Saturday 18 November 2017

Jelavic lands final blow as Rangers go the extra yard

Celtic 1
Rangers 2
(after extra-time)
Scottish league Cup Final

Celtic manager Neil Lennon shouts to his players from the Hampden Park stand. Photo: Reuters
Celtic manager Neil Lennon shouts to his players from the Hampden Park stand. Photo: Reuters

Roddy Forsyth

The most telling moment of this final was to be witnessed, not in any instance of open play or contentious incident but after the 90 minutes of regulation time had come and gone.

Having lost a demanding Europe League tie against PSV Eindhoven less than 72 hours earlier, Rangers looked as though they were only just hanging on to the ropes as full time approached with the score tied at 1-1.

The odds favoured Celtic to prevail during the added period, but in the brief remission before the extra half-hour, six of their players lolled on the turf to ease their weary limbs. Gregg Wylde, the teenager who had forced his way into the Rangers side with his display against PSV, would have done the same but Walter Smith spotted his intention.

A sharp word from the Rangers manager saw Wylde snap back to attention. It was a little touch of Smith in the final, an insistence -- born of 30 years of coaching experience -- that for his players to summon the ultimate effort, the exercise had to begin in their minds.

The product of this wisdom was delivered eight minutes into overtime when Glenn Loovens -- sent on late in the second half for Thomas Rogne -- fouled Vladimir Weiss on the halfway line.

Celtic, who had been in possession in the Rangers half, switched off as the ball was rolled back.

Weiss did not, nor did Nikica Jelavic, who accepted his colleague's quickly taken free-kick, got goalside of Joe Ledley, drew Fraser Forster from his goal and curled his shot around the advancing goalkeeper.

In keeping with the sense that this occasion was destined to hang in the balance as long as possible, the ball spun out from the base of the post, then looped gently back across the goalmouth and over the line just inside the opposite upright, despite Emilio Izaguirre's desperate attempt to intercept.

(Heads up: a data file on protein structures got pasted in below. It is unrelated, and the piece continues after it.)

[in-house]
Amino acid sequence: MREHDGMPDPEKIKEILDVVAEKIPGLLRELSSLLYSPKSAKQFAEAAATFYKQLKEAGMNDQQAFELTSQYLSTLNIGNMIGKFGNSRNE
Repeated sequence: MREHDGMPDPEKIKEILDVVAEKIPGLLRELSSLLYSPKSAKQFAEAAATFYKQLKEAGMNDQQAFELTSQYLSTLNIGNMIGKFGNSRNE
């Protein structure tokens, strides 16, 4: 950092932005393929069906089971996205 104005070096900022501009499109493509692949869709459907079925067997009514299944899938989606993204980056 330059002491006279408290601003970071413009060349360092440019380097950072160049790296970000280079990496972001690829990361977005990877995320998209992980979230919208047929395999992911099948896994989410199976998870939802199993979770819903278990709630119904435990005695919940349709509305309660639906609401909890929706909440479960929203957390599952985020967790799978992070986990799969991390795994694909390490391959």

Even with their advantage restored Rangers were there for the taking by a team with equivalent determination and legs with spring in them.

But Celtic -- and this will be the subject of intense self-examination by manager Neil Lennon, his staff and his players -- were not that team on this day and this occasion.

Rangers got the advantage they craved midway through the first half when a Charlie Mulgrew clearance fell to Steven Davis, midway inside Celtic territory.

Ledley tracked the Rangers midfielder as he strode forward but could not prevent Davis from delivering a shot which skimmed off Forster's glove and then the post, before skipping over the line.

This poked Celtic into an immediacy which had been lacking from the play and their equaliser arrived in sprightly fashion within seven minutes.


Izaguirre despatched an appetising cross, Georgios Samaras glanced it on and Ledley, breaking perfectly from midfield, headed into the gap between Neil Alexander and his left hand post.

Celtic's supporters were reassured, Rangers deeply alarmed.

Both sides had penalty shouts turned down before the match went to extra-time but it is all immaterial as Rangers have their prize and Celtic have no complaints, other than to wonder how they could have become so ragged in the last few seconds that Izaguirre was sent off for taking down Weiss without the slightest attempt to get the ball as the Rangers man was about to bolt into the unguarded Hoops half.

Still, after the furore which attended the most recent meeting of these sides in the Scottish Cup, it was pleasing to see the Rangers players clap their opponents to the podium at then end.

By Old Firm standards it was, as the estimable Kenny Everett character would have pronounced, all in the best possible taste. (© Daily Telegraph, London)

Irish Independent

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